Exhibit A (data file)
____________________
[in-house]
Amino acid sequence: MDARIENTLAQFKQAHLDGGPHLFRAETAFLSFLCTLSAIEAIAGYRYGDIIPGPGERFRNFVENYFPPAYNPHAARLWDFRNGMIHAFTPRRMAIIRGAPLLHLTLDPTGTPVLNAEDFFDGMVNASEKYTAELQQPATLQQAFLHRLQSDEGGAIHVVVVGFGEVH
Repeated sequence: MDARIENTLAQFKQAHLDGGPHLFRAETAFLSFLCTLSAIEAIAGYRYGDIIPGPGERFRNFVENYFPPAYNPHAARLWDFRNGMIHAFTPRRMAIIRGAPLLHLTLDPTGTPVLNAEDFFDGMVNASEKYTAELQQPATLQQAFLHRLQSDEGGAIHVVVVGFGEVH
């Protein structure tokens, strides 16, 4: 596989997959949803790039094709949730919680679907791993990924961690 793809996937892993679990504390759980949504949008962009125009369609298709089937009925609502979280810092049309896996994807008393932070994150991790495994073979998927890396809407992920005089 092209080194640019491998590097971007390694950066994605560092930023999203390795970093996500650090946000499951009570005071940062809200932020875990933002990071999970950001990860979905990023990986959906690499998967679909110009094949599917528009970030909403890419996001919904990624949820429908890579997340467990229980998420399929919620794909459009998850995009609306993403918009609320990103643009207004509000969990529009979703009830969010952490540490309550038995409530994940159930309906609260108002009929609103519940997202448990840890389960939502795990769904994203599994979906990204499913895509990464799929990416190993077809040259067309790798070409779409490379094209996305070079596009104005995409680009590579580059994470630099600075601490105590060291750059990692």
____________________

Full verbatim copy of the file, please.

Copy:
[in-house]
Amino acid sequence: MDARIENTLAQFKQAHLDGGPHLFRAETAFLSFLCTLSAIEAIAGYRYGDIIPGPGERFRNFVENYFPPAYNPHAARLWDFRNGMIHAFTPRRMAIIRGAPLLHLTLDPTGTPVLNAEDFFDGMVNASEKYTAELQQPATLQQAFLHRLQSDEGGAIHVVVVGFGEVH
Repeated sequence: MDARIENTLAQFKQAHLDGGPHLFRAETAFLSFLCTLSAIEAIAGYRYGDIIPGPGERFRNFVENYFPPAYNPHAARLWDFRNGMIHAFTPRRMAIIRGAPLLHLTLDPTGTPVLNAEDFFDGMVNASEKYTAELQQPATLQQAFLHRLQSDEGGAIHVVVVGFGEVH
């Protein structure tokens, strides 16, 4: 596989997959949803790039094709949730919680679907791993990924961690 793809996937892993679990504390759980949504949008962009125009369609298709089937009925609502979280810092049309896996994807008393932070994150991790495994073979998927890396809407992920005089 092209080194640019491998590097971007390694950066994605560092930023999203390795970093996500650090946000499951009570005071940062809200932020875990933002990071999970950001990860979905990023990986959906690499998967679909110009094949599917528009970030909403890419996001919904990624949820429908890579997340467990229980998420399929919620794909459009998850995009609306993403918009609320990103643009207004509000969990529009979703009830969010952490540490309550038995409530994940159930309906609260108002009929609103519940997202448990840890389960939502795990769904994203599994979906990204499913895509990464799929990416190993077809040259067309790798070409779409490379094209996305070079596009104005995409680009590579580059994470630099600075601490105590060291750059990692």